Ten - By Love Obsessed. Hell Hath No Fury...: - - Pauline Dubuisson - - Mary Eleanor Pearcey
Eleven - Families, I
hate You!: - - Alpna Patel - - Pauline Parker and Juliet Hulme (Anne Perry) - - Nathan Leopold and Richard Loeb - - Lizzie Borden - - Susan Smith
Twelve - Provocation and Responsibility - - Elizabeth Martha Brown - - Elizabeth Workman - - Violet Watkins - - Ralph Klassen - - Kenneth Peacock - - Patricia Ann Hawkins
Epilogue Notes Bibliography Index
In all of the annals of criminal law, there is no record more fascinating, more intriguing, than that of crimes of passion. They are interesting for a number of reasons, not the least of which is the fact that crimes of passion are offenses not normally committed by criminals, but by ordinary people, who are criminalized only by these acts. Both sexes and all classes and races commit these crimes. Their perpetrators are nonentities and celebrities, laborers and socialites, school-dropouts and Ph.D.'s. By ordinary people, I mean not some political abstraction, but rather all the rich and wide variety that people come in. The full diapason of mankind.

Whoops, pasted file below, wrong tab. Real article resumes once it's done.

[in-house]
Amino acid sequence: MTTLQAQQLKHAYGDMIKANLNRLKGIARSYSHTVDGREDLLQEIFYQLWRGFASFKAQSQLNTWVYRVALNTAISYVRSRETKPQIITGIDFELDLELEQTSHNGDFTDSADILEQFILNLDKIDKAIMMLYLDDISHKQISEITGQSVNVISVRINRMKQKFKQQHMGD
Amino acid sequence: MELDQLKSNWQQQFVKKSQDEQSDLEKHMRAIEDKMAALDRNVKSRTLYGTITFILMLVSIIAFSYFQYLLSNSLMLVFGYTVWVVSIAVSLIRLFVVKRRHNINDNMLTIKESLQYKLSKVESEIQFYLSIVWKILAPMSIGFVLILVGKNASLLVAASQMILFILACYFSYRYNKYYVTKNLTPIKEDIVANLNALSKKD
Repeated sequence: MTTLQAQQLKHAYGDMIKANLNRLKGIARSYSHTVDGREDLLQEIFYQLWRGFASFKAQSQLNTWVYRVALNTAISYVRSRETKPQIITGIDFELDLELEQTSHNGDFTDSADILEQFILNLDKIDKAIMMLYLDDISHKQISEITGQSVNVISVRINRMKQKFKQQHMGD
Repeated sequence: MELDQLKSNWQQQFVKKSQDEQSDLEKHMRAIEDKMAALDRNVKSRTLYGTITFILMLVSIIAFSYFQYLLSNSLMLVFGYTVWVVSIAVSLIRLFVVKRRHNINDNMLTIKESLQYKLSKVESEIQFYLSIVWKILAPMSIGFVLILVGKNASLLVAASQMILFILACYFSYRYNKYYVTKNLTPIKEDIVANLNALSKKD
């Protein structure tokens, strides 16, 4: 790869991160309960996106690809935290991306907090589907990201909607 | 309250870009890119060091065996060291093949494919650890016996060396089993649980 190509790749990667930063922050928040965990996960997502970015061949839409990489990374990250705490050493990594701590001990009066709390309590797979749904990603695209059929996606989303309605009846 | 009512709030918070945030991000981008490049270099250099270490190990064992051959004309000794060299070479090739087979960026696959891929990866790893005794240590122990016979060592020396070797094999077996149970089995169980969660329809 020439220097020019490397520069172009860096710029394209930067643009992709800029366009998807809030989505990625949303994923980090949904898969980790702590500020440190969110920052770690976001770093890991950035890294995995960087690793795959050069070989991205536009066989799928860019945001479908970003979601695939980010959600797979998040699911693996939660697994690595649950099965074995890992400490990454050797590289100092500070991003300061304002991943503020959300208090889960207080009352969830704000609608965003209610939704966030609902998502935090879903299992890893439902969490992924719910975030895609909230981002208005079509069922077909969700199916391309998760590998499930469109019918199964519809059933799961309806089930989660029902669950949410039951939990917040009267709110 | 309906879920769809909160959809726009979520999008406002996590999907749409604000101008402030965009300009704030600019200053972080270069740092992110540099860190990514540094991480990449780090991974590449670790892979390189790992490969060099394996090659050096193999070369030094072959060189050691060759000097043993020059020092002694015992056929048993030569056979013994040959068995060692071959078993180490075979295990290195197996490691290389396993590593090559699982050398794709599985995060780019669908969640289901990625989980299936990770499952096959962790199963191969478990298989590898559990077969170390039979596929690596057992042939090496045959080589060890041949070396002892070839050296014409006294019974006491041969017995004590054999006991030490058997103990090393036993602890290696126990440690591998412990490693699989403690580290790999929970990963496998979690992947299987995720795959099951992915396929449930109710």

The study of crime offers a special tool to the social historian. Through a study of the offenses that societies, throughout history, have chosen to criminalize, prosecute and, at the end of the process, punish, we get some notion of how people behave in extremis. When the heat is on. Here is society caught at a disadvantage, with its hair in curlers, still in its bathrobe at eleven o'clock in the morning. The study of crime cuts a trench into the tumulus of human existence. While interesting enough in its own right, such a study allows a unique look at changing behavior. Here we can learn about the structure of the society, the classes, the power base and the mentality of not only the offenders, but also of those who judge them. just as the archaeologist digs a trench into a mound to turn up a slice of an ancient civilization, the study of a particular crime allows the criminologist and anyone else interested in looking to see a slice of a micro-civilization that existed surrounding a peculiar group of circumstances. It's like lifting up a single rock and studying the insect life beneath it. Such an investigation interrupts a series of events and exposes a drama that would otherwise be hidden from us.